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2018 Silver Anniversary Award: Julie Foudy

U.S. women’s soccer icon serves as role model for young women

Julie Foudy addresses the crowd during the espnW: Women + Sports event on April 20, 2016, in Chicago. Dylan Buell / Getty Images

Foudy will receive an NCAA Silver Anniversary Award at the NCAA Honors Celebration on Wednesday, Jan. 17, in Indianapolis. The annual award recognizes six distinguished former student-athletes on the 25th anniversary of the end of their intercollegiate athletics eligibility.

Julie Foudy grew up a Southern California sports fanatic in the 1970s. The Mission Viejo, California, native watched the Los Angeles Lakers and Rams, but her favorite sport wasn’t on television. Worse, she had so few female athletes to emulate — the U.S. women’s national soccer team didn’t exist.

Schoolmates called her “Jimmy” because of her short hair, so Foudy wore large earrings in hopes her peers wouldn’t mistake her for a boy. Her parents, though, never defined sports by gender, and greeted her with smiles when she returned home covered in mud after another game of tackle football.

That encouragement paid off: Foudy went on to become a four-year All-American for Stanford’s soccer team, and captained the U.S. women’s national team en route to the gold medal in the 2004 Olympics. All told, Foudy played on the U.S. team from 1987 to 2004, a period during which it won two FIFA World Cup titles and two Olympic golds.

Foudy became the female icon she never had.

Eager for a challenge

After turning down a tempting offer to join North Carolina’s long-dominant program, Foudy enrolled at Stanford in 1989, juggling her biological sciences studies with college soccer and a role on the national team. Many national team members in the early 1990s were active college stars like Foudy, which meant routinely loading textbooks into checked bags when hopping around the globe. Before the 1991 World Cup qualifiers, the national team studied by candlelight during Haiti’s rolling blackouts. 

“We’d laugh about how we’d find candlewax in our textbooks from the trip,” said national team peer Mia Hamm. “Julie set an example for all of us. You saw her dedication and sense of commitment at such a young age.”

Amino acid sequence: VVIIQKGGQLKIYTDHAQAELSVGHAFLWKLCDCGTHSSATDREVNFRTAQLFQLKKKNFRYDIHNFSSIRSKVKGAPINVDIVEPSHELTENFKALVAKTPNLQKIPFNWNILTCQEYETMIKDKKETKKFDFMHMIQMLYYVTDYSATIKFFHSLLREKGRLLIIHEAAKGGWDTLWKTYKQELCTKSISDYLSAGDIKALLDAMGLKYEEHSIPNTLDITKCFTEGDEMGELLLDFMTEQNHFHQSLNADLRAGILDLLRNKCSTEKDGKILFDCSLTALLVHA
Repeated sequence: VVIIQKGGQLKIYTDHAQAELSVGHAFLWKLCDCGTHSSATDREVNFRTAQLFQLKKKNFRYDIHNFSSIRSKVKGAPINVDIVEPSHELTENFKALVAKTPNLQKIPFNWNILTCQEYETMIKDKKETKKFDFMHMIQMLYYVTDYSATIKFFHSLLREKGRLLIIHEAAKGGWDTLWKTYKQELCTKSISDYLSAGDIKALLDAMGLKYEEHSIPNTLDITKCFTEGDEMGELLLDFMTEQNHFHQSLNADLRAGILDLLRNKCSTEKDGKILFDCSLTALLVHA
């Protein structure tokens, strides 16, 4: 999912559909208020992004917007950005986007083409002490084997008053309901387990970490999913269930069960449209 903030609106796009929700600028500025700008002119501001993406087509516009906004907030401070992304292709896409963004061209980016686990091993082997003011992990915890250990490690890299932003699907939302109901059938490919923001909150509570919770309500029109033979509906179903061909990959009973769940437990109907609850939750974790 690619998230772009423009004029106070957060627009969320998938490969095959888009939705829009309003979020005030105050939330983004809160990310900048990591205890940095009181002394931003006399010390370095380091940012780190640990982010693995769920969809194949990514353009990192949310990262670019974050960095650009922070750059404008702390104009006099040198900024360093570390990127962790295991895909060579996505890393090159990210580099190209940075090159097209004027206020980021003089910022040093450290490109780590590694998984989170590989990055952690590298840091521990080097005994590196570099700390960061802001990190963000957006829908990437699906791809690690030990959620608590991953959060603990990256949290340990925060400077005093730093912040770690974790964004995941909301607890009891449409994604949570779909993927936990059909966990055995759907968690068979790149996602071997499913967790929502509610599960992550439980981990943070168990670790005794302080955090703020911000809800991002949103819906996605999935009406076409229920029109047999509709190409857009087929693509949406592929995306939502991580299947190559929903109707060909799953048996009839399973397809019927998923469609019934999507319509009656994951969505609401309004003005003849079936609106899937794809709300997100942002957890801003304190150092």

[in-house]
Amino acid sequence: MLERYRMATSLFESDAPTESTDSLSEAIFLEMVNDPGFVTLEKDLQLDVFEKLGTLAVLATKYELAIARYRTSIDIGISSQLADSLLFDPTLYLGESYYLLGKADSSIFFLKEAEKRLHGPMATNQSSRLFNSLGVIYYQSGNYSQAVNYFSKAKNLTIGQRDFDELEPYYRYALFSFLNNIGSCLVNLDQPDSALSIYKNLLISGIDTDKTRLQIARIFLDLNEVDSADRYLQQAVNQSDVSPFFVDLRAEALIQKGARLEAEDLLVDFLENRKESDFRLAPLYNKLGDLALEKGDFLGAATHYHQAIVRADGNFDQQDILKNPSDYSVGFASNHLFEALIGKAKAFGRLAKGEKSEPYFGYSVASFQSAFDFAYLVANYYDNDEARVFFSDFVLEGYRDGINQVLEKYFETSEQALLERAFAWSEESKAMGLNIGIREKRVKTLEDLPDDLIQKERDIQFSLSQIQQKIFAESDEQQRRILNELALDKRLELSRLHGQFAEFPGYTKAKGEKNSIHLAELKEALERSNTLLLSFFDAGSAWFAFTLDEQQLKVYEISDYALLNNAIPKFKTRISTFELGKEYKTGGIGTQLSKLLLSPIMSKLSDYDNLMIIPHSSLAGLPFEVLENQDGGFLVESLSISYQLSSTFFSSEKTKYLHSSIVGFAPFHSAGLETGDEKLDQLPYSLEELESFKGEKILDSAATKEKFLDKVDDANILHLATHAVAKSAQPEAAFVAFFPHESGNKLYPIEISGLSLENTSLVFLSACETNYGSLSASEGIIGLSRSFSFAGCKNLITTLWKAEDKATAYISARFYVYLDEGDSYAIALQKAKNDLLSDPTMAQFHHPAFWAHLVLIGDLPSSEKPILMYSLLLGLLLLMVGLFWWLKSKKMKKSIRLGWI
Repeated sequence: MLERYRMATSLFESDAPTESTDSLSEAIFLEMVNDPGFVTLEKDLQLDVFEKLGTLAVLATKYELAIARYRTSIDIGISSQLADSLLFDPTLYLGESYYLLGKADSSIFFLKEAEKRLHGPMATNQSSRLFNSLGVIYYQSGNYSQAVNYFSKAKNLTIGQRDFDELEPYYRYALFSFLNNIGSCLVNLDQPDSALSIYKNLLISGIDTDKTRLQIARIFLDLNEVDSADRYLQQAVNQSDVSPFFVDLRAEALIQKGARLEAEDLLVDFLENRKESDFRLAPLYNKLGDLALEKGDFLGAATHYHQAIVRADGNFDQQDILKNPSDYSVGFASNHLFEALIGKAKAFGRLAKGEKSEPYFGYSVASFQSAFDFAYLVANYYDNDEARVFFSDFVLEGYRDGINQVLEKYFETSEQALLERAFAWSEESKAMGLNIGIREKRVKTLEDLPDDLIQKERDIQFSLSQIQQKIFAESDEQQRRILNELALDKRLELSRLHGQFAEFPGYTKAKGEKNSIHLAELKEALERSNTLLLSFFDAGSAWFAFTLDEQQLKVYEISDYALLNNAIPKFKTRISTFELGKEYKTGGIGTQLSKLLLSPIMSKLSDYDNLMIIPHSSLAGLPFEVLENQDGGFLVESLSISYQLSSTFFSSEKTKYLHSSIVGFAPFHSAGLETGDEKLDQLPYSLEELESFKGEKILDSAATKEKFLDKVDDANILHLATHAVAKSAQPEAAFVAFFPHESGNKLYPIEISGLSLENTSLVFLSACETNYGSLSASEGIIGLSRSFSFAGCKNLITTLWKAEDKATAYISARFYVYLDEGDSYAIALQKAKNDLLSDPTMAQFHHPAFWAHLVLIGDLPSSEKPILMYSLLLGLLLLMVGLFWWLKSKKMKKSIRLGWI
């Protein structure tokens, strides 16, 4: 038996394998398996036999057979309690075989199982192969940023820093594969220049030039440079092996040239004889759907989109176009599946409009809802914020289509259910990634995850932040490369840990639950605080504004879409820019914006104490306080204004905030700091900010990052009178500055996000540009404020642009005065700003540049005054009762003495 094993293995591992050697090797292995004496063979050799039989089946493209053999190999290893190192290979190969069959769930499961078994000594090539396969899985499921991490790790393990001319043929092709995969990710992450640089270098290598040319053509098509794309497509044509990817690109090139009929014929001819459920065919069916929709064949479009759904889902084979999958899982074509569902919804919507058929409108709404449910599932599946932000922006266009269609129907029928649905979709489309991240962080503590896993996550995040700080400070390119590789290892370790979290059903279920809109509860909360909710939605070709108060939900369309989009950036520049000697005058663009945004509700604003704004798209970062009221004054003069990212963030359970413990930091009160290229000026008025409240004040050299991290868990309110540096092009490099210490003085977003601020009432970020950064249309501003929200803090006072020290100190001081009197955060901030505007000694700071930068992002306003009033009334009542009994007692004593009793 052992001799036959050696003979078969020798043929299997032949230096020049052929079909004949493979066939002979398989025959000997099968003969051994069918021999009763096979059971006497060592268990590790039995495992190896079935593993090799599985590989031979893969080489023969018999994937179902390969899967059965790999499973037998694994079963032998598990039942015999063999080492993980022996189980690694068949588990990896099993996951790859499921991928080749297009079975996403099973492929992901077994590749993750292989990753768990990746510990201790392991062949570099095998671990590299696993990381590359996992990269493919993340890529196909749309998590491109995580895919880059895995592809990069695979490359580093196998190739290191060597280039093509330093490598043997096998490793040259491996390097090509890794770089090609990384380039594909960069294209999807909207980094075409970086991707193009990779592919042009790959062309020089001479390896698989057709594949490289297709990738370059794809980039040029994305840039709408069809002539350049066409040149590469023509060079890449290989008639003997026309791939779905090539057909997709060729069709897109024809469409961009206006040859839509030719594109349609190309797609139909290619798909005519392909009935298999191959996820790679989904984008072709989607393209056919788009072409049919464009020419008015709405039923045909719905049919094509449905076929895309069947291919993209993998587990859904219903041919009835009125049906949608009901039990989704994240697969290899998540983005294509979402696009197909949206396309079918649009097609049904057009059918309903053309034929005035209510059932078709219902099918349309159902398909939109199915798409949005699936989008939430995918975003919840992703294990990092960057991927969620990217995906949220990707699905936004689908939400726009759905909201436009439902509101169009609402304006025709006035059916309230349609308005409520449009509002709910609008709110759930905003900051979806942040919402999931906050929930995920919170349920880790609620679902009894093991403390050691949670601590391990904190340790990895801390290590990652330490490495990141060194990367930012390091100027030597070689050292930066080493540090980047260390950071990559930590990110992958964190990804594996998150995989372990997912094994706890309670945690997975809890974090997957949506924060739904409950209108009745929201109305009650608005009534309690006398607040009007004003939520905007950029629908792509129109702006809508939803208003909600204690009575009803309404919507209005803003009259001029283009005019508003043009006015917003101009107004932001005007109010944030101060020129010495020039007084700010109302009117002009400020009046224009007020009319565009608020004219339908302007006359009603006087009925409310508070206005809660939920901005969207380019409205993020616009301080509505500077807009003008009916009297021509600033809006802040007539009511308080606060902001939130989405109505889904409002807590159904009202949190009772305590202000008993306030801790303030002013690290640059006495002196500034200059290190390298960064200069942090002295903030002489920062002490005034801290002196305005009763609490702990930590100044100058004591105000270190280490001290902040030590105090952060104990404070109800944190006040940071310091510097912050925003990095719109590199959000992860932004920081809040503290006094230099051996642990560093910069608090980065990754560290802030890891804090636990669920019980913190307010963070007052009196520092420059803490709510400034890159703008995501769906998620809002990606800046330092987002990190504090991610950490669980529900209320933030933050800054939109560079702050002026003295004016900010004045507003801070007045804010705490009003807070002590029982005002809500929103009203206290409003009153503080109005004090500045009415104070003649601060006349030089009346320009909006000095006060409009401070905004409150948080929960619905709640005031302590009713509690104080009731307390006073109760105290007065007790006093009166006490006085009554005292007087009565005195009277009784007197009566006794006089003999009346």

The United States went on to win the 1991 World Cup in China — the same year Foudy led Stanford to the NCAA quarterfinals for the first time. In 1994, those hours of cramming under candlelight paid off when she was accepted into the Stanford University School of Medicine, although she eventually chose not to attend.

“I debated (medical school) for two years,” Foudy said. “The irony is I wouldn’t have gone through the 1999 World Cup and the back half of my career where we were really able to make some sustainable change off the field.”

A generational impact

While the multiyear captain on the U.S. team used a camcorder — and some impromptu singing — to keep her teammates laughing on long bus trips, Foudy didn’t shy away from serious issues off the pitch.

In the mid-1990s, players walked away from the game because they couldn’t sustain a living through soccer. Shortly after capturing its second World Cup title in 1999, the national team boycotted a tournament during a contract dispute with U.S. Soccer.

Foudy and co-captain Carla Overbeck, among others, united the team in efforts to secure better benefits.

“We weren’t really fighting for ourselves; we were fighting for the future so that future teams and players didn’t have to go through these things,” Overbeck said. “We were asking for what we thought was right.”

Ultimately, the players and U.S. Soccer agreed on a five-year contract that significantly increased players’ earning potential and provided some long-term assurances for younger members of the team.

Live in 3, 2, 1 …

Foudy, now a National Soccer Hall of Famer, has committed her life to helping young women push past insecurities. She co-founded the Julie Foudy Sports Leadership Academy, which is dedicated to helping teenage women use sports to develop leadership skills. Foudy also joined ESPN fulltime in 2005 and is a leading voice for espnW — the network’s arm devoted to female fans and athletes.

During her first morning co-hosting an ESPN show, Foudy transferred skills from the pitch to the airwaves. As the producer counted down the final seconds before going live, the teleprompter went out. Beads of sweat forming, Foudy had two options: panic or square up to the stress.

Thankfully, she had taken longtime ESPN anchor Sage Steele’s advice to print off her notes. As the camera blinked red, Foudy began the show with a laugh, saying, “Well, I could’ve done without this on my first day — we have no prompter.”

“That was totally a skillset from playing,” Foudy said. “You can succumb to the pressure or just deal with it. That skillset serves you so well for life.”